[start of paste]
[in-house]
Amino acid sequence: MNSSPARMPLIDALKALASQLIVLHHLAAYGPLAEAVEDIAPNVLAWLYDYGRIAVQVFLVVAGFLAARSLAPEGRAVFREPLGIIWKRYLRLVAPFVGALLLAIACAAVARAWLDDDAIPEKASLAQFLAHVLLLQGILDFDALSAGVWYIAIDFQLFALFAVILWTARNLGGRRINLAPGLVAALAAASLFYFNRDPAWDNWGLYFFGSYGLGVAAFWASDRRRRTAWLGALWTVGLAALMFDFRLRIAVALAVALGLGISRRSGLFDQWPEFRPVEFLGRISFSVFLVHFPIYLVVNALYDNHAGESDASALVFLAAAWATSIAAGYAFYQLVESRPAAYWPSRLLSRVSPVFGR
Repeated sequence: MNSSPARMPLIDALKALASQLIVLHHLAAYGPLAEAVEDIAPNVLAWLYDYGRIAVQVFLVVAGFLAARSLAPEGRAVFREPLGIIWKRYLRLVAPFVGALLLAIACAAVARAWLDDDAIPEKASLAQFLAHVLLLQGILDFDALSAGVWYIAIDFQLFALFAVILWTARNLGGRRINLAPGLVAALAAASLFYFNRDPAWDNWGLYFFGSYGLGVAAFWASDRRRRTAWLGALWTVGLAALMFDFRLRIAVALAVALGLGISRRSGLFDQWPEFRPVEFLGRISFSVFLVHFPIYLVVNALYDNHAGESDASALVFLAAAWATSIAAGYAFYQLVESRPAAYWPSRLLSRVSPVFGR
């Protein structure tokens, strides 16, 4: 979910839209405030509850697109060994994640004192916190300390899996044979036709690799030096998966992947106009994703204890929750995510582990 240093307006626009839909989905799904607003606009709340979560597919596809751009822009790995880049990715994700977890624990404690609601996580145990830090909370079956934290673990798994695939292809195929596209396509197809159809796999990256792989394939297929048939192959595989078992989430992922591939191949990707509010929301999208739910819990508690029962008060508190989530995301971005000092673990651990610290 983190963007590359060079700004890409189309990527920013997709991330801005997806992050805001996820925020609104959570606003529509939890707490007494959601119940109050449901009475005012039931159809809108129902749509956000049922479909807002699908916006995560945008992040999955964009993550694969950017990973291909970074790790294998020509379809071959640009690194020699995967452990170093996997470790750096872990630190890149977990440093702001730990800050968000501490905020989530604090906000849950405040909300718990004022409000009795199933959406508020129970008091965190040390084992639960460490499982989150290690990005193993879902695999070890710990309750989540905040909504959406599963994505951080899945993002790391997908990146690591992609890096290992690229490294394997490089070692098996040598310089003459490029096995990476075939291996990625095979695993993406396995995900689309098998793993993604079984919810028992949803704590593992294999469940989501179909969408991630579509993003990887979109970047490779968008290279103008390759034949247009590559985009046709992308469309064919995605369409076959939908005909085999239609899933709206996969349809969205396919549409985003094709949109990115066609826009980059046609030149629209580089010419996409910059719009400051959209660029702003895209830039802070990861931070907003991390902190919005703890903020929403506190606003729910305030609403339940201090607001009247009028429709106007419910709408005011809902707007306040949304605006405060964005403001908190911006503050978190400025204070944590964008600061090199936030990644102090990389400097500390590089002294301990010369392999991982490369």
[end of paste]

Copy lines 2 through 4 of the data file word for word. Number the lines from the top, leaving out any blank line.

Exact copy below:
Amino acid sequence: MNSSPARMPLIDALKALASQLIVLHHLAAYGPLAEAVEDIAPNVLAWLYDYGRIAVQVFLVVAGFLAARSLAPEGRAVFREPLGIIWKRYLRLVAPFVGALLLAIACAAVARAWLDDDAIPEKASLAQFLAHVLLLQGILDFDALSAGVWYIAIDFQLFALFAVILWTARNLGGRRINLAPGLVAALAAASLFYFNRDPAWDNWGLYFFGSYGLGVAAFWASDRRRRTAWLGALWTVGLAALMFDFRLRIAVALAVALGLGISRRSGLFDQWPEFRPVEFLGRISFSVFLVHFPIYLVVNALYDNHAGESDASALVFLAAAWATSIAAGYAFYQLVESRPAAYWPSRLLSRVSPVFGR
Repeated sequence: MNSSPARMPLIDALKALASQLIVLHHLAAYGPLAEAVEDIAPNVLAWLYDYGRIAVQVFLVVAGFLAARSLAPEGRAVFREPLGIIWKRYLRLVAPFVGALLLAIACAAVARAWLDDDAIPEKASLAQFLAHVLLLQGILDFDALSAGVWYIAIDFQLFALFAVILWTARNLGGRRINLAPGLVAALAAASLFYFNRDPAWDNWGLYFFGSYGLGVAAFWASDRRRRTAWLGALWTVGLAALMFDFRLRIAVALAVALGLGISRRSGLFDQWPEFRPVEFLGRISFSVFLVHFPIYLVVNALYDNHAGESDASALVFLAAAWATSIAAGYAFYQLVESRPAAYWPSRLLSRVSPVFGR
């Protein structure tokens, strides 16, 4: 979910839209405030509850697109060994994640004192916190300390899996044979036709690799030096998966992947106009994703204890929750995510582990 240093307006626009839909989905799904607003606009709340979560597919596809751009822009790995880049990715994700977890624990404690609601996580145990830090909370079956934290673990798994695939292809195929596209396509197809159809796999990256792989394939297929048939192959595989078992989430992922591939191949990707509010929301999208739910819990508690029962008060508190989530995301971005000092673990651990610290 983190963007590359060079700004890409189309990527920013997709991330801005997806992050805001996820925020609104959570606003529509939890707490007494959601119940109050449901009475005012039931159809809108129902749509956000049922479909807002699908916006995560945008992040999955964009993550694969950017990973291909970074790790294998020509379809071959640009690194020699995967452990170093996997470790750096872990630190890149977990440093702001730990800050968000501490905020989530604090906000849950405040909300718990004022409000009795199933959406508020129970008091965190040390084992639960460490499982989150290690990005193993879902695999070890710990309750989540905040909504959406599963994505951080899945993002790391997908990146690591992609890096290992690229490294394997490089070692098996040598310089003459490029096995990476075939291996990625095979695993993406396995995900689309098998793993993604079984919810028992949803704590593992294999469940989501179909969408991630579509993003990887979109970047490779968008290279103008390759034949247009590559985009046709992308469309064919995605369409076959939908005909085999239609899933709206996969349809969205396919549409985003094709949109990115066609826009980059046609030149629209580089010419996409910059719009400051959209660029702003895209830039802070990861931070907003991390902190919005703890903020929403506190606003729910305030609403339940201090607001009247009028429709106007419910709408005011809902707007306040949304605006405060964005403001908190911006503050978190400025204070944590964008600061090199936030990644102090990389400097500390590089002294301990010369392999991982490369």